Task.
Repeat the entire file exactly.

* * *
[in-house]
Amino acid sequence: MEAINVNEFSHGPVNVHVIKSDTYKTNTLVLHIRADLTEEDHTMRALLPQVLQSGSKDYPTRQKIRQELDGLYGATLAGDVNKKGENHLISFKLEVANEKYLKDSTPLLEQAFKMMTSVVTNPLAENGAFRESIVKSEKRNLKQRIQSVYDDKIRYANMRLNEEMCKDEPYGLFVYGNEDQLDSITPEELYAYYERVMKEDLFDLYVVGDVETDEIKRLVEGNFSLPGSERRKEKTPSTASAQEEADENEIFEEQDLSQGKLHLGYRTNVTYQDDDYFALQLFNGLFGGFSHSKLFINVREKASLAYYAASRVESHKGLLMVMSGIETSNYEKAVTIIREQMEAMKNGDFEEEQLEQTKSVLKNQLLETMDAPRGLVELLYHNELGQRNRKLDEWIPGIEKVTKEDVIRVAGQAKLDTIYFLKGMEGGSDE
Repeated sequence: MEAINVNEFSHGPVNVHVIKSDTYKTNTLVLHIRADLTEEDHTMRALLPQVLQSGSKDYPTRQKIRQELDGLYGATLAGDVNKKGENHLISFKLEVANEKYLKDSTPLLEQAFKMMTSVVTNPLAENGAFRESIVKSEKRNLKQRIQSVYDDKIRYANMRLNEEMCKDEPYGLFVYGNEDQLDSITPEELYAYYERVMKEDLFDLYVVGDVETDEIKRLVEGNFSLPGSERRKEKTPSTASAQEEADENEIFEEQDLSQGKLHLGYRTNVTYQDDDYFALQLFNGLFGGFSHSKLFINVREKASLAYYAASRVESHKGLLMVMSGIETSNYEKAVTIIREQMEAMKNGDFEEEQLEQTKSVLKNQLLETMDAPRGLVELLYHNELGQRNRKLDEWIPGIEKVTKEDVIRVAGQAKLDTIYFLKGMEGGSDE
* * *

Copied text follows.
[in-house]
Amino acid sequence: MEAINVNEFSHGPVNVHVIKSDTYKTNTLVLHIRADLTEEDHTMRALLPQVLQSGSKDYPTRQKIRQELDGLYGATLAGDVNKKGENHLISFKLEVANEKYLKDSTPLLEQAFKMMTSVVTNPLAENGAFRESIVKSEKRNLKQRIQSVYDDKIRYANMRLNEEMCKDEPYGLFVYGNEDQLDSITPEELYAYYERVMKEDLFDLYVVGDVETDEIKRLVEGNFSLPGSERRKEKTPSTASAQEEADENEIFEEQDLSQGKLHLGYRTNVTYQDDDYFALQLFNGLFGGFSHSKLFINVREKASLAYYAASRVESHKGLLMVMSGIETSNYEKAVTIIREQMEAMKNGDFEEEQLEQTKSVLKNQLLETMDAPRGLVELLYHNELGQRNRKLDEWIPGIEKVTKEDVIRVAGQAKLDTIYFLKGMEGGSDE
Repeated sequence: MEAINVNEFSHGPVNVHVIKSDTYKTNTLVLHIRADLTEEDHTMRALLPQVLQSGSKDYPTRQKIRQELDGLYGATLAGDVNKKGENHLISFKLEVANEKYLKDSTPLLEQAFKMMTSVVTNPLAENGAFRESIVKSEKRNLKQRIQSVYDDKIRYANMRLNEEMCKDEPYGLFVYGNEDQLDSITPEELYAYYERVMKEDLFDLYVVGDVETDEIKRLVEGNFSLPGSERRKEKTPSTASAQEEADENEIFEEQDLSQGKLHLGYRTNVTYQDDDYFALQLFNGLFGGFSHSKLFINVREKASLAYYAASRVESHKGLLMVMSGIETSNYEKAVTIIREQMEAMKNGDFEEEQLEQTKSVLKNQLLETMDAPRGLVELLYHNELGQRNRKLDEWIPGIEKVTKEDVIRVAGQAKLDTIYFLKGMEGGSDE